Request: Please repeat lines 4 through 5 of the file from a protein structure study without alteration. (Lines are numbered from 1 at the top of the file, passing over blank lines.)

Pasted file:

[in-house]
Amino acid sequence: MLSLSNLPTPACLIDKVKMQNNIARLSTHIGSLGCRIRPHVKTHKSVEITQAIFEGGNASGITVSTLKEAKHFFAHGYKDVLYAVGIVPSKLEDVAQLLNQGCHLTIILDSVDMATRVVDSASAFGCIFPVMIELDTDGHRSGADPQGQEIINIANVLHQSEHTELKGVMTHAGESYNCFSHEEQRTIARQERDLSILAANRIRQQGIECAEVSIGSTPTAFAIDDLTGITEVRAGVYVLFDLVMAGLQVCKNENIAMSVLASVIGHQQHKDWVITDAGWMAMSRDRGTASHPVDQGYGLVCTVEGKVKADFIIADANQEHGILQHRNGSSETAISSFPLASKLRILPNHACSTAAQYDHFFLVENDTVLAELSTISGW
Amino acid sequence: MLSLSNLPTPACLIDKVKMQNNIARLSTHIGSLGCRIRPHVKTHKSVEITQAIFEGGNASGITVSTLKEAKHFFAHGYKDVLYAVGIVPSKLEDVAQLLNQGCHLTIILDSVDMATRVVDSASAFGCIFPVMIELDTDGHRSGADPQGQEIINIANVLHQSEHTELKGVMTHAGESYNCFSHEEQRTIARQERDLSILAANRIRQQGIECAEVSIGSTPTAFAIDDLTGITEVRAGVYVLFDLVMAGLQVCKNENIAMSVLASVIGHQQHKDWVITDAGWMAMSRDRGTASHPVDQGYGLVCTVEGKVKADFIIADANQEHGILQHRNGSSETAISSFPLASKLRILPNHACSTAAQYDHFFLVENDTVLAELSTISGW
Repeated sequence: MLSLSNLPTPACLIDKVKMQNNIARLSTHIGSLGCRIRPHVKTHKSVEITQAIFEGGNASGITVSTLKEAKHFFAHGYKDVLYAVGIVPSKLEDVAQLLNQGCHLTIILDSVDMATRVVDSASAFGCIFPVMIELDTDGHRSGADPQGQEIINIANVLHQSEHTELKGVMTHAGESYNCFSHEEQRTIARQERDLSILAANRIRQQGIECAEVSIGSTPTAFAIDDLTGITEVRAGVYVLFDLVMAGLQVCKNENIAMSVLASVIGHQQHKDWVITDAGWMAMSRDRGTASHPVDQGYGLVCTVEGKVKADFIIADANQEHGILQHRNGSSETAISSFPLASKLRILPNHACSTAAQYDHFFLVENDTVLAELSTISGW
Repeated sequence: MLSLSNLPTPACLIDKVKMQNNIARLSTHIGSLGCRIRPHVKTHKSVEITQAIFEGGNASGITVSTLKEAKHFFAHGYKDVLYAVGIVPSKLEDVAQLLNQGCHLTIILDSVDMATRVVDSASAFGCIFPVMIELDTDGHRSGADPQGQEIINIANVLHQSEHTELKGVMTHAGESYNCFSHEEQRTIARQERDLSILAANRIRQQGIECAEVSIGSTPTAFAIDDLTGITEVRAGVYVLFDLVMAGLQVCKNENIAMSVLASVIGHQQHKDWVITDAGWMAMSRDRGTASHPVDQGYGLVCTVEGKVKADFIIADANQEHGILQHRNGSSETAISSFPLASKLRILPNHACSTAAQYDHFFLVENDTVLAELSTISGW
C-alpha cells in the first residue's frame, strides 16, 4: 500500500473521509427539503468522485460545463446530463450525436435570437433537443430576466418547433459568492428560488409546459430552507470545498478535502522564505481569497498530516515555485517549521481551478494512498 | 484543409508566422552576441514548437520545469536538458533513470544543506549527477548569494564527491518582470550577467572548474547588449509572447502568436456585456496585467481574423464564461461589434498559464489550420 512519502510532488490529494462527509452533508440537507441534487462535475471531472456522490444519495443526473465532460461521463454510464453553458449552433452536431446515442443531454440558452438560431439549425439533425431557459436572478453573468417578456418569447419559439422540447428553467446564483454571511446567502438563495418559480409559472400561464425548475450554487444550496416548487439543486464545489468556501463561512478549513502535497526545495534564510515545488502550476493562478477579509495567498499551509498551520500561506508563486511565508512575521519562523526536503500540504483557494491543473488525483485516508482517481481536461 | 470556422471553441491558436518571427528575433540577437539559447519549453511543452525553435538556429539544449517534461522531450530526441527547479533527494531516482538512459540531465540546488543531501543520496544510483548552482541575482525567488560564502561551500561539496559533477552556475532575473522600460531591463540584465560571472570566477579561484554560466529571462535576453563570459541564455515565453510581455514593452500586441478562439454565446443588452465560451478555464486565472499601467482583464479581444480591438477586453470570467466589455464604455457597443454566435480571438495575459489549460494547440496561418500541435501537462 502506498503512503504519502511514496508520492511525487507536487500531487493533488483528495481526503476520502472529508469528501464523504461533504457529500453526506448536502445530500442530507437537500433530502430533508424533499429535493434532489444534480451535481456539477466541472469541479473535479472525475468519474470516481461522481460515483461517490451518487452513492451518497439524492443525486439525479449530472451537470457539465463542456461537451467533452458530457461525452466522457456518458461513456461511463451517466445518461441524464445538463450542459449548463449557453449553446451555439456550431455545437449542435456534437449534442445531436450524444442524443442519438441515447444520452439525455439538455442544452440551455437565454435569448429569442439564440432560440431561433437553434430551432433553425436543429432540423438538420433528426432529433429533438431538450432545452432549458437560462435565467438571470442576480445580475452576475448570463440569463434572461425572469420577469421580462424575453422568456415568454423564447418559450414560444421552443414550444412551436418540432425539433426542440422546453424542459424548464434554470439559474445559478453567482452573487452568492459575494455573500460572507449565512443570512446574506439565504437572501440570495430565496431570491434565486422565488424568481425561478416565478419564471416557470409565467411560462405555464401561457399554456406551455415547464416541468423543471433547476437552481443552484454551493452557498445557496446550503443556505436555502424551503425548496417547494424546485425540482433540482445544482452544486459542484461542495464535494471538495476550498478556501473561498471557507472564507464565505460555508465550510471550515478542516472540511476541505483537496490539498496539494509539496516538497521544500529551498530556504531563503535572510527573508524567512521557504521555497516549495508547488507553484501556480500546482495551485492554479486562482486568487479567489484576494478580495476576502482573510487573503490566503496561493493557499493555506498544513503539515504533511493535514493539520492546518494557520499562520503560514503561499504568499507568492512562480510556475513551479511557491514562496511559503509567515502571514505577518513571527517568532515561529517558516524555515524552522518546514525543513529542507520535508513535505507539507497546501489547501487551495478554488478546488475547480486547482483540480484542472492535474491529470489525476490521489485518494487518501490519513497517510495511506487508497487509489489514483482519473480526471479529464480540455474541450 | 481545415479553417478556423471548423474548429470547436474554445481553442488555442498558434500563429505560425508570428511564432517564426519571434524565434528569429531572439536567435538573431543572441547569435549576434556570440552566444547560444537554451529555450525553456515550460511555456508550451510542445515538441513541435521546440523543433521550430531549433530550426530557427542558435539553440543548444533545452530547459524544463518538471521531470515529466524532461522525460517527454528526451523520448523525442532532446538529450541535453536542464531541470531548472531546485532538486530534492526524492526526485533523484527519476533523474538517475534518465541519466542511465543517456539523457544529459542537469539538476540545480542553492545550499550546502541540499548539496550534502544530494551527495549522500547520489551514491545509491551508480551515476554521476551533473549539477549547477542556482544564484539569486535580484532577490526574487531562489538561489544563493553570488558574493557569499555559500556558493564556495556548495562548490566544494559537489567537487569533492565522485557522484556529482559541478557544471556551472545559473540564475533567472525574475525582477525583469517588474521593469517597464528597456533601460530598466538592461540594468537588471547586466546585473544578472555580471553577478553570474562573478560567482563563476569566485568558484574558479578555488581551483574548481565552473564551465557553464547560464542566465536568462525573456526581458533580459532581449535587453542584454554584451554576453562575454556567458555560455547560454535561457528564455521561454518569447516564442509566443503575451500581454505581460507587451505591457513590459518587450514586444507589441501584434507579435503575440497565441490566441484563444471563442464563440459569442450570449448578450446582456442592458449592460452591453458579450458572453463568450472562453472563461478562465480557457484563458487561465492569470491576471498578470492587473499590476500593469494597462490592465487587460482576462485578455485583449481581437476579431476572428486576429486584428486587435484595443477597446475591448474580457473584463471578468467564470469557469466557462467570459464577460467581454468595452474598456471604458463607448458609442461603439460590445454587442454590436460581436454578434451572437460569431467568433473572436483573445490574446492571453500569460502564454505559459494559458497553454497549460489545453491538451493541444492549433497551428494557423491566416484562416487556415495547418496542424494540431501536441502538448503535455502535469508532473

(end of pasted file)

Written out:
Repeated sequence: MLSLSNLPTPACLIDKVKMQNNIARLSTHIGSLGCRIRPHVKTHKSVEITQAIFEGGNASGITVSTLKEAKHFFAHGYKDVLYAVGIVPSKLEDVAQLLNQGCHLTIILDSVDMATRVVDSASAFGCIFPVMIELDTDGHRSGADPQGQEIINIANVLHQSEHTELKGVMTHAGESYNCFSHEEQRTIARQERDLSILAANRIRQQGIECAEVSIGSTPTAFAIDDLTGITEVRAGVYVLFDLVMAGLQVCKNENIAMSVLASVIGHQQHKDWVITDAGWMAMSRDRGTASHPVDQGYGLVCTVEGKVKADFIIADANQEHGILQHRNGSSETAISSFPLASKLRILPNHACSTAAQYDHFFLVENDTVLAELSTISGW
Repeated sequence: MLSLSNLPTPACLIDKVKMQNNIARLSTHIGSLGCRIRPHVKTHKSVEITQAIFEGGNASGITVSTLKEAKHFFAHGYKDVLYAVGIVPSKLEDVAQLLNQGCHLTIILDSVDMATRVVDSASAFGCIFPVMIELDTDGHRSGADPQGQEIINIANVLHQSEHTELKGVMTHAGESYNCFSHEEQRTIARQERDLSILAANRIRQQGIECAEVSIGSTPTAFAIDDLTGITEVRAGVYVLFDLVMAGLQVCKNENIAMSVLASVIGHQQHKDWVITDAGWMAMSRDRGTASHPVDQGYGLVCTVEGKVKADFIIADANQEHGILQHRNGSSETAISSFPLASKLRILPNHACSTAAQYDHFFLVENDTVLAELSTISGW